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January 09, 2009



Except for the fact that the updated EEOC of 2008. Businesses have to deal with reasonable accommodations for people with disability. So even though many businesses are adding some specifics to basically get away from hiring a qualified individual whom happens to be a person with a disability doesn't always wash. It's the same way some businesses without actually coming out and discriminate on age factour.

Below from the EEOC. Source: http://www.eeoc.gov/facts/performance-conduct.html#basic

Most jobs require that employees perform both “essential functions” and “marginal functions.” The “essential functions” are the most important job duties, the critical elements that must be performed to achieve the objectives of the job. Removal of an essential function would fundamentally change a job. Marginal functions are those tasks or assignments that are tangential and not as important.8

If an applicant or employee cannot meet a specific qualification standard because of a disability, the ADA requires that the employer demonstrate the importance of the standard by showing that it is “job-related and consistent with business necessity.”9 This requirement ensures that the qualification standard is a legitimate measure of an individual’s ability to perform an essential function of the specific position the individual holds or desires.10 If an employer cannot show that a particular standard is “job-related and consistent with business necessity,” the employer cannot use the standard to take an adverse action against an individual with a disability.

Employers may have to provide a “reasonable accommodation” to enable an individual with a disability to meet a qualification standard that is job-related and consistent with business necessity or to perform the essential functions of her position.11 A reasonable accommodation is any change in the work environment or in the way things are customarily done that enables an applicant or employee with a disability to enjoy equal employment opportunities. An employee generally has to request accommodation, but does not have to use the term “reasonable accommodation,” or even “accommodation,” to put the employer on notice. Rather, an employee only has to say that she requires the employer to provide her with an adjustment or change at work due to a medical condition.12 An employer never has to provide an accommodation that would cause undue hardship, meaning significant difficulty or expense, which includes removing an essential function of the job.13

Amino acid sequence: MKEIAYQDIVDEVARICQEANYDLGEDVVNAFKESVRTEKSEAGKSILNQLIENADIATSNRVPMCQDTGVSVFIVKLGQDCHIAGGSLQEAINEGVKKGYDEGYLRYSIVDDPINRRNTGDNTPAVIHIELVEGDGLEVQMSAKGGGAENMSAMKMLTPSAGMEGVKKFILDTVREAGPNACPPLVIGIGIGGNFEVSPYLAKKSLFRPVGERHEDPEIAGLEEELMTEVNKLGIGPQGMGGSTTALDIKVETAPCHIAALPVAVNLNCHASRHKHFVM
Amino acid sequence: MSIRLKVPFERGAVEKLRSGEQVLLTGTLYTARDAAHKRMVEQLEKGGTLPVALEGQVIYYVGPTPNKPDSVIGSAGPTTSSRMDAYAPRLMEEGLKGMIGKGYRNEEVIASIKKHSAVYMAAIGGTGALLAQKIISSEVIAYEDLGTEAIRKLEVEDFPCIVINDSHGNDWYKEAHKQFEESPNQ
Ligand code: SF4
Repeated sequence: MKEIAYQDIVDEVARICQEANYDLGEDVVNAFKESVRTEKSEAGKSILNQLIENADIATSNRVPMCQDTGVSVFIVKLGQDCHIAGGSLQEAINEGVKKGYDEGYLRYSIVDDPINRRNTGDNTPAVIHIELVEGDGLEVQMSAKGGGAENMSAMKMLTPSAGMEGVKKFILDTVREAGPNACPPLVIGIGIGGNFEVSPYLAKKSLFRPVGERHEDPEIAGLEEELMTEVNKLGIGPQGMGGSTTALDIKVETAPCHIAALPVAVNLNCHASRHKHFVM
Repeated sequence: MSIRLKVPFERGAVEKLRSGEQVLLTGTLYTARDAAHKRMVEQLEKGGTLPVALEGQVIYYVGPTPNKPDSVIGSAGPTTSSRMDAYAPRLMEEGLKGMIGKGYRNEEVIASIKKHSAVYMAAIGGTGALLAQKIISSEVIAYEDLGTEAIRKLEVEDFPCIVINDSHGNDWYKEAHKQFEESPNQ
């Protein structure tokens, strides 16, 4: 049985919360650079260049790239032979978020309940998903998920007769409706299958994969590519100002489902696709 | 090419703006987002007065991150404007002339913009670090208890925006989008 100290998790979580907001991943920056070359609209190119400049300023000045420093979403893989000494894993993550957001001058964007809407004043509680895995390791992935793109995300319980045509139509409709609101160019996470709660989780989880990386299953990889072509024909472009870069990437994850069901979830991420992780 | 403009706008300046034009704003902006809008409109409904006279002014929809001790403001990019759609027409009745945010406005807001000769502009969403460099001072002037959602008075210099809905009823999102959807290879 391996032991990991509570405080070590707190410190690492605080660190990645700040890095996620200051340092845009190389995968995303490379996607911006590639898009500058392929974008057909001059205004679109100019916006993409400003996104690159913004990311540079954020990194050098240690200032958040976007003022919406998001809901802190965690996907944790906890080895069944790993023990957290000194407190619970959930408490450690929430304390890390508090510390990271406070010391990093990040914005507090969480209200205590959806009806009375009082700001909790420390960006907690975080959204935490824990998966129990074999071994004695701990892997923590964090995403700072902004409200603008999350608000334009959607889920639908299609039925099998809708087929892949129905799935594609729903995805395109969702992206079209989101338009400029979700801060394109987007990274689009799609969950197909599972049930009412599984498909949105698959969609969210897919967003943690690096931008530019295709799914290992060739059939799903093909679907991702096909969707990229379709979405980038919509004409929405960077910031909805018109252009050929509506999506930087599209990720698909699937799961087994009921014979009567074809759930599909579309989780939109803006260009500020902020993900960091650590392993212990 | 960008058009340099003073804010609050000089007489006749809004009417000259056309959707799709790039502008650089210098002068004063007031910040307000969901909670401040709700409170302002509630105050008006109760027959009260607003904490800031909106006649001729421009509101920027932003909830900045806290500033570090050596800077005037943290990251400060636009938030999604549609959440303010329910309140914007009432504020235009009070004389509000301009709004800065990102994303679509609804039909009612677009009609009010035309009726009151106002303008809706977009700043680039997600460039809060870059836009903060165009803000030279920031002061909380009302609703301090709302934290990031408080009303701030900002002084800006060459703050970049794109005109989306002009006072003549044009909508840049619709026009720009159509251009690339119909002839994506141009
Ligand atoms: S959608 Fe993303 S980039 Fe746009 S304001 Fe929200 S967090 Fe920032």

I've published this comment because letRVoiceBHeard has underscored an important legal point from the original post: This law was updated on September 25, 2008, and these changes went into effect as of 1/1/09. These amendments were designed to restore the original Congressional intent of the ADA, which was eroded over time by various court cases.

That said, I'm honestly confused by some grammatical errors in the introductory paragraphs. Maybe my readers can make better sense of this?

The bullet-pointed items from my original post are some of the things I see commonly come up that are 'essential functions' for roles in the Software/IT Industries. For example, some IT roles require the ability go into small spaces like the Westin data center, or under a false floor.

Regardless, I strongly suggest that if you have further questions about this law, consult your HR legal counsel. This legal update is very fresh so you should be clear as to how they apply to the roles at you company!

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